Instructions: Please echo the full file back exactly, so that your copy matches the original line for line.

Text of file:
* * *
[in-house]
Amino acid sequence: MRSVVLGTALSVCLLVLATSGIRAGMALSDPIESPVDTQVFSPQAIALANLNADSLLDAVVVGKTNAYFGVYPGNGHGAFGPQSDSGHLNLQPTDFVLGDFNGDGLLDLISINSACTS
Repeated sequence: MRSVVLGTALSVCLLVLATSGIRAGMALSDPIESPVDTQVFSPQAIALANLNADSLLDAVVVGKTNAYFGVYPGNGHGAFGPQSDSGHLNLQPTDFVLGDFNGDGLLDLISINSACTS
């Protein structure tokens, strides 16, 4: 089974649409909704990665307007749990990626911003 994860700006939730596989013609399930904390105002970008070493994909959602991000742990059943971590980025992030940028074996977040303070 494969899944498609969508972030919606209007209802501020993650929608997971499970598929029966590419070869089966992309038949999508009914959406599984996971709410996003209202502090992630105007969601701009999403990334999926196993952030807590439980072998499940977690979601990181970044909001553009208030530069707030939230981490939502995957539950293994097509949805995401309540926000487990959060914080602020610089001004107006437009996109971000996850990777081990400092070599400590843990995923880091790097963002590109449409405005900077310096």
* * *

[in-house]
Amino acid sequence: MRSVVLGTALSVCLLVLATSGIRAGMALSDPIESPVDTQVFSPQAIALANLNADSLLDAVVVGKTNAYFGVYPGNGHGAFGPQSDSGHLNLQPTDFVLGDFNGDGLLDLISINSACTS
Repeated sequence: MRSVVLGTALSVCLLVLATSGIRAGMALSDPIESPVDTQVFSPQAIALANLNADSLLDAVVVGKTNAYFGVYPGNGHGAFGPQSDSGHLNLQPTDFVLGDFNGDGLLDLISINSACTS
């Protein structure tokens, strides 16, 4: 089974649409909704990665307007749990990626911003 994860700006939730596989013609399930904390105002970008070493994909959602991000742990059943971590980025992030940028074996977040303070 494969899944498609969508972030919606209007209802501020993650929608997971499970598929029966590419070869089966992309038949999508009914959406599984996971709410996003209202502090992630105007969601701009999403990334999926196993952030807590439980072998499940977690979601990181970044909001553009208030530069707030939230981490939502995957539950293994097509949805995401309540926000487990959060914080602020610089001004107006437009996109971000996850990777081990400092070599400590843990995923880091790097963002590109449409405005900077310096």